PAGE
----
Fishery byproducts are often underutilized, even though they form an excellent source of nutritional proteins and fats. A problem concerning fishery byproducts is that these materials are very unstable and processing methods such as freezing or drying are often expensive, requiring large volumes before they become feasible. Producing fish silage could be an alternative for countries with smaller fishing communities, such as Belgium. Fish silage implies the liquefaction and stabilization of minced whole fish or fish offal by the addition of mineral and/or organic acids. It is considered a low-investment, low-cost and easy-to-produce fish meal substitute. Fish silage quality is strongly influenced by the initial composition and quality of the raw materials. Therefore, according to the industry, a steady supply of fresh, low-variety raw materials is required to ensure product uniformity and quality. However, many of the European demersal fisheries are mixed fisheries, thus supplying a large variation of raw materials. During this research the nutritional value was determined and chemical changes were monitored in four types of fish silage, each produced using a different combination of undersized Belgian quota species. The following nutritional parameters were investigated: degree of hydrolysis (DoH), dry matter (DM), crude protein (CP), crude lipid (CL), ash, amino acids (AA), fatty acids (FA), total volatile basic nitrogen (TVB-N), trimethylamine (TMA), and thiobarbituric acid reactive substances (TBARS). The goal of this research was to determine the stability of the fish silages over a 3-month time period and to ascertain the effect of raw material combination (RMC) on fish silage quality. There was no difference in initial CP (74%DM) and in all fish silages CP decreased over time. However, CP of the less complex RMCs levelled off at approximately 64%DM after 3 weeks, whereas the more complex RMCs exhibited a stronger decrease in CP over time and dropped to levels below 60%DM after 3 months. Accordingly, these complex RMCs also displayed a slower but longer DoH compared to less complex RMCs, 73.5% and >85%, respectively. Extended hydrolysis leads to a loss of protein-N in the form of NH3 and a decrease in nutritional value. Initially there were slight differences in CL between the fish silages, ranging from 5.0 - 9.3%DM. After 3 months all silages had a similar CL of approximately 5.8%DM. Ash decreased slightly (2.8%DM) and DM increased slightly (1.2%) in all fish silages during the 3-month storage period. The low DM of approximately 24.6% negatively influences the economic value of the silage. All silages seemed to be a good source of essential and non-essential amino acids. The fatty acid profile showed a large amount of polyunsaturated fatty acid (PUFA). However, the relatively low CL values signify that the silages are not an ample source of PUFA. TVBN – an indicator for the freshness of the raw materials – is the product of NH3 and TMA, and increased significantly during storage. The relatively stable TMA values in all the fish silages indicate that the increase in TVBN is mainly due to the production of NH3, which corresponds with the CP decrease. Initial TVBN and TMA values were slightly above the limits of 35 mg/100g and 8 mg/100g, respectively. TBARS remained below the limit of 8 mg/100g in all fish silages indicating that there was limited lipid oxidation. There seems to be an effect of RMC on the nutritional value of fish silage and a decrease in quality during storage. The decrease in quality is mainly based on the changes in the protein fraction since this was the most dominant change and fish silage is often used as protein source in animal feed. Product pasteurization could limit hydrolysis, thus minimizing protein losses. Fresher raw materials should be used in the future to minimize TVBN and TMA. Also, a concentration step could be added to increase the DM content.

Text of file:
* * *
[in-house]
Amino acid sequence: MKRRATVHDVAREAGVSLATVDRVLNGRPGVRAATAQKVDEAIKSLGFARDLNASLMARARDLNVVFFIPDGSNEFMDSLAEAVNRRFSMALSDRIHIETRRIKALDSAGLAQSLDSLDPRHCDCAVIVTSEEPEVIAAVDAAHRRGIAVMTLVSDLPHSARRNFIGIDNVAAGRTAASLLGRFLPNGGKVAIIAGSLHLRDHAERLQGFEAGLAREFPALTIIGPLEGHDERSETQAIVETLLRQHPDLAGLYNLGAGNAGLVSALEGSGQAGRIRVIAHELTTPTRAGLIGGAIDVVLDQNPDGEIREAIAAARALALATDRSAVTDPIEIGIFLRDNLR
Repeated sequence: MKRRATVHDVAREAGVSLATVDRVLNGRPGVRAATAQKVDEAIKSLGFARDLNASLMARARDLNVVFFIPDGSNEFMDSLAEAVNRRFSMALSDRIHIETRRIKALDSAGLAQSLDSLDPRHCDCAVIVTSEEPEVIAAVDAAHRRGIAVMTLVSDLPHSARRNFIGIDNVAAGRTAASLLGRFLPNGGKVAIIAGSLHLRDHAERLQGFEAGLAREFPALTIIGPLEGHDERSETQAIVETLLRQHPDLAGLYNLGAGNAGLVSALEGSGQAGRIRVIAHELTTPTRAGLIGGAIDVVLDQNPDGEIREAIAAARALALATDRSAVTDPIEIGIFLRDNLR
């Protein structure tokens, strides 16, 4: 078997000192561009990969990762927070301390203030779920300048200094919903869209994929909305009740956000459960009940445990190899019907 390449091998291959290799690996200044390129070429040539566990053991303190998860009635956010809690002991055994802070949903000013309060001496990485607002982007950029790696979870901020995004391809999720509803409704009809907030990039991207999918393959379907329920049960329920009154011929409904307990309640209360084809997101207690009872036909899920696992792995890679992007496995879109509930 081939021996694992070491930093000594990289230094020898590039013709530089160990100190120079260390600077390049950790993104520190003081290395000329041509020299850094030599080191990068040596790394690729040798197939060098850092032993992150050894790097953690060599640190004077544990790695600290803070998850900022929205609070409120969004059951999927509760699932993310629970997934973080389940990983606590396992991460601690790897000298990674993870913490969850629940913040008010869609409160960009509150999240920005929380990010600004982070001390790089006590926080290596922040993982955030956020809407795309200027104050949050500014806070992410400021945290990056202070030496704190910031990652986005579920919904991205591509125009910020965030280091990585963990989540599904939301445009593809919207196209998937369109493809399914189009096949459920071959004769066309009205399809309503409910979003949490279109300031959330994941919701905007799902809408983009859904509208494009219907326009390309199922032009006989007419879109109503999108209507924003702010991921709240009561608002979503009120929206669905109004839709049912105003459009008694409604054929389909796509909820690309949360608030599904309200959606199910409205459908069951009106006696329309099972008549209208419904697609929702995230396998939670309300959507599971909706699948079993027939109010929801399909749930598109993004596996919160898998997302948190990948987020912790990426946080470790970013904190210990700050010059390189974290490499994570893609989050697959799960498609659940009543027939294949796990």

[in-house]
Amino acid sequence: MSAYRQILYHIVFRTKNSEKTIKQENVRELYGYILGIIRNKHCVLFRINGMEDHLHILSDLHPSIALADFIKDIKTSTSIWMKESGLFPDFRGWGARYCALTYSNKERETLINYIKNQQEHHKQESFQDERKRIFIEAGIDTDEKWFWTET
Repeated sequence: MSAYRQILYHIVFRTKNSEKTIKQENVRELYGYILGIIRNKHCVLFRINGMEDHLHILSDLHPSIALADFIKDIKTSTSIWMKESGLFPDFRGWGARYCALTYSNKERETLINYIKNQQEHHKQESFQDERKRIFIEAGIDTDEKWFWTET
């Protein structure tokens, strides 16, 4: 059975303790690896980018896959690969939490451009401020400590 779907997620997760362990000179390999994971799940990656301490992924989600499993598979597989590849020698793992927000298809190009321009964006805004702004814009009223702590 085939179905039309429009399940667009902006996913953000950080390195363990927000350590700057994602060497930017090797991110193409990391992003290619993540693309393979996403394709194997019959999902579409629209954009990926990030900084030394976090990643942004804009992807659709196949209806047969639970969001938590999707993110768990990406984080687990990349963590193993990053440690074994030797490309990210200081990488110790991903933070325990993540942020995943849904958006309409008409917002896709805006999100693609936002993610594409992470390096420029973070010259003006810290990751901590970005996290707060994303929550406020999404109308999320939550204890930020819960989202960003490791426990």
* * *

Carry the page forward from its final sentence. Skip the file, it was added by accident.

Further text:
|Status||Gepubliceerd - mrt-2017|
|Evenement||VLIZ Marine Science Day (2017) - VIVES University College, Brugge, België|
Duur: 3-mrt-2017 → 3-mrt-2017
|Congres||VLIZ Marine Science Day (2017)|
|Periode||3/03/17 → 3/03/17|